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Alterations in heart rate (HR) may provide new information about physiological signatures of depression severity. This 2-year study in individuals with a history of recurrent major depressive disorder (MDD) explored the intra-individual variations in HR parameters and their relationship with depression severity.
Data from 510 participants (Number of observations of the HR parameters = 6666) were collected from three centres in the Netherlands, Spain, and the UK, as a part of the remote assessment of disease and relapse-MDD study. We analysed the relationship between depression severity, assessed every 2 weeks with the Patient Health Questionnaire-8, with HR parameters in the week before the assessment, such as HR features during all day, resting periods during the day and at night, and activity periods during the day evaluated with a wrist-worn Fitbit device. Linear mixed models were used with random intercepts for participants and countries. Covariates included in the models were age, sex, BMI, smoking and alcohol consumption, antidepressant use and co-morbidities with other medical health conditions.
Decreases in HR variation during resting periods during the day were related with an increased severity of depression both in univariate and multivariate analyses. Mean HR during resting at night was higher in participants with more severe depressive symptoms.
Our findings demonstrate that alterations in resting HR during all day and night are associated with depression severity. These findings may provide an early warning of worsening depression symptoms which could allow clinicians to take responsive treatment measures promptly.
Major Depressive Disorder (MDD) is prevalent, often chronic, and requires ongoing monitoring of symptoms to track response to treatment and identify early indicators of relapse. Remote Measurement Technologies (RMT) provide an exciting opportunity to transform the measurement and management of MDD, via data collected from inbuilt smartphone sensors and wearable devices alongside app-based questionnaires and tasks.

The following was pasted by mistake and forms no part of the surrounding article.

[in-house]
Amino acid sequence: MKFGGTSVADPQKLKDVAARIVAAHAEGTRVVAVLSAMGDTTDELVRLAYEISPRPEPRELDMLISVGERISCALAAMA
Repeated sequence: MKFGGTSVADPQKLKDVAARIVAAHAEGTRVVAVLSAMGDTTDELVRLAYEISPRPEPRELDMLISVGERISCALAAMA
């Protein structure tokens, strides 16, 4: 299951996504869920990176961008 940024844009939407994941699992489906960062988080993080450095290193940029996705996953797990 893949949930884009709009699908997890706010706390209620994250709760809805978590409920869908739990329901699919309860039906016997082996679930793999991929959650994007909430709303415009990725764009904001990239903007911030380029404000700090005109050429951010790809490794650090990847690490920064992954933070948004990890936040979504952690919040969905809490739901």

To describe the amount of data collected during a multimodal longitudinal RMT study, in an MDD population.
RADAR-MDD is a multi-centre, prospective observational cohort study. People with a history of MDD were provided with a wrist-worn wearable, and several apps designed to: a) collect data from smartphone sensors; and b) deliver questionnaires, speech tasks and cognitive assessments and followed-up for a maximum of 2 years.
A total of 623 individuals with a history of MDD were enrolled in the study with 80% completion rates for primary outcome assessments across all timepoints. 79.8% of people participated for the maximum amount of time available and 20.2% withdrew prematurely. Data availability across all RMT data types varied depending on the source of data and the participant-burden for each data type. We found no evidence of an association between the severity of depression symptoms at baseline and the availability of data. 110 participants had > 50% data available across all data types, and thus able to contribute to multiparametric analyses.
RADAR-MDD is the largest multimodal RMT study in the field of mental health. Here, we have shown that collecting RMT data from a clinical population is feasible.
No significant relationships.
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